YOU DON'T SAY|
Hot wheels gave bride a slow burn
Catherine Jones, 85, of Decatur told Ronnie Thomas about the uneasiness she felt when her husband, Lewis, bought their first car, a 1937 Chevrolet.
The couple, who married in 1935, had saved about $700, but she didn't want to see it all spent on a car.
Her father, Sam, and brother, Dawson, accompanied Lewis to Birmingham to shop.
"He spent it all," Catherine said. "I guess I should have been pleased we now had a car. But I cried all night because we had worked so hard and had been so conservative to save that much during the Depression."
The 2006 models have hit the market, and Allan Crow of Hartselle on Thursday picked up the car that he won April 22 at a Decatur dealer.
Allan was a winner in General Motors' Hot Button promotion, selected randomly from people who chatted with an OnStar operator. OnStar is an electronic system that provides information and assistance around the clock for subscribing
Mike Minor, general sales manager for Lynn Layton Chevrolet, says Allan's new car is a dark silver Impala LT, equipped with XM satellite radio and, of course, OnStar.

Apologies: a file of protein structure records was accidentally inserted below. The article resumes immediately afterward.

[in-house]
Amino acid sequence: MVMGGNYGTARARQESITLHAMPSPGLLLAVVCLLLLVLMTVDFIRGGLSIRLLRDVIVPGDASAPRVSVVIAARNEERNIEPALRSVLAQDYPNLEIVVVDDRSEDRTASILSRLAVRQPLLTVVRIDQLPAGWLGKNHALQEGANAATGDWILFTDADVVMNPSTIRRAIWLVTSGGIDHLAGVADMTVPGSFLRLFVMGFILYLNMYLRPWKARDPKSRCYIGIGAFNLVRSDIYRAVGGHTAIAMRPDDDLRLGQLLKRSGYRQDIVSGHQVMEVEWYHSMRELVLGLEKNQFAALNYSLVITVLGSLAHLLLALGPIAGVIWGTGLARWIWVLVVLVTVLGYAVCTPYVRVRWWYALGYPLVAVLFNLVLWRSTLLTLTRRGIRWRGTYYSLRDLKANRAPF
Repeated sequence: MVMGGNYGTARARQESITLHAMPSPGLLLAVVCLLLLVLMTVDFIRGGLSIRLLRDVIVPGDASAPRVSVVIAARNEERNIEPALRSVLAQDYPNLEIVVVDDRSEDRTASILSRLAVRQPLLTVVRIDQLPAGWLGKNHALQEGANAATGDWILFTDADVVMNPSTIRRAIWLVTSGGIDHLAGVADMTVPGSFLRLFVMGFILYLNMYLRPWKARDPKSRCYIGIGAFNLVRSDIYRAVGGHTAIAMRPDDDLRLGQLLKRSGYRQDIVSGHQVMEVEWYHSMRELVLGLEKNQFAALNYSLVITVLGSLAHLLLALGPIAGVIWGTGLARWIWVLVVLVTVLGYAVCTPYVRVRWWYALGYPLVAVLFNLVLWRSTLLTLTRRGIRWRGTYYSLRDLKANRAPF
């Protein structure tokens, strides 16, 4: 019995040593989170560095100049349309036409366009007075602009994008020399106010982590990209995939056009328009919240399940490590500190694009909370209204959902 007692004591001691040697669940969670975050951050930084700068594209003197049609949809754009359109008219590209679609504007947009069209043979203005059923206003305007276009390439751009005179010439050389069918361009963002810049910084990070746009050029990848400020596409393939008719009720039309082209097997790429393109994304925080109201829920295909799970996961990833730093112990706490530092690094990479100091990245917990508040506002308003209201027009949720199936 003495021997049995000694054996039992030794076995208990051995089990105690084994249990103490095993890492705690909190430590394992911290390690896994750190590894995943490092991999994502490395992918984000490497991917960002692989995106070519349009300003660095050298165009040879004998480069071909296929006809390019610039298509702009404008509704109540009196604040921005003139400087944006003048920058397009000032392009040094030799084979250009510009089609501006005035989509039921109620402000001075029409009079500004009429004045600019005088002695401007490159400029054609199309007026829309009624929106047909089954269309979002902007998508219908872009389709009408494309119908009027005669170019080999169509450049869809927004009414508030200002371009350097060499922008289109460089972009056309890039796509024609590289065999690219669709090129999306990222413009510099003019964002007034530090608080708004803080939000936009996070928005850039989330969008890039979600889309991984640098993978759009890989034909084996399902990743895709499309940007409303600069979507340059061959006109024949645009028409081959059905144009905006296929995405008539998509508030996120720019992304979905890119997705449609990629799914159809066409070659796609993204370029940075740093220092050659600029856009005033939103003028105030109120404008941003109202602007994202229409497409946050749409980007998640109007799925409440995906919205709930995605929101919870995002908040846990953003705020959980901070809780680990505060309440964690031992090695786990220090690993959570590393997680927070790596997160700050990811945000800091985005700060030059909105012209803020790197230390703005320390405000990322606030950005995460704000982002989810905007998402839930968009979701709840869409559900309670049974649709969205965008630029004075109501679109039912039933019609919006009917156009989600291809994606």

The retail value is about $24,000. Allan customized it by paying for extra options.
When does this get easy?
After two weeks of Hurricane Katrina response, the head of Alabama's Emergency Management Agency took a breather to reflect on his current post, M.J. Ellington reports.
Bruce Baughman took the Alabama job in 2003 after 28 years with the Federal Emergency Management Agency. He headed to wife Carolyn's home state and what he thought would be a calmer post — only to encounter three major hurricanes along with the usual mix of disasters since then.
"This is probably the busiest retirement job in the world," he said last week from his office in Clanton.
Playing no favorites
When Mother Nature decides to send the big one, even disaster professionals can't keep a storm away from their loved ones.
M.J. says when Katrina tore through Biloxi, Miss., it destroyed Bruce's daughter's home three blocks inland. His daughter evacuated with husband and child.
"They lost everything," Bruce said. "She said they won't go back."
Police and pizza
Don't look for the Decatur Police Community Resource Center in the usual place at Colonial Mall unless you want to leave with a large pizza.
Mall officials signed a deal that will put Chucky Cheese in that space, and the City Council approved a new lease for space in the Sears wing of the mall at the same highly favorable rate.
Chief Joel Gilliam said police will get 2,400 square feet instead of the present 1,750 square feet at no cost.
Send stories for You Don't Say to email@example.com or call Weekend Editor Steve Stewart at 340-2444. Or write P.O. Box 2213, Decatur, AL 35609. DAILY staff members contribute many of the items you see here.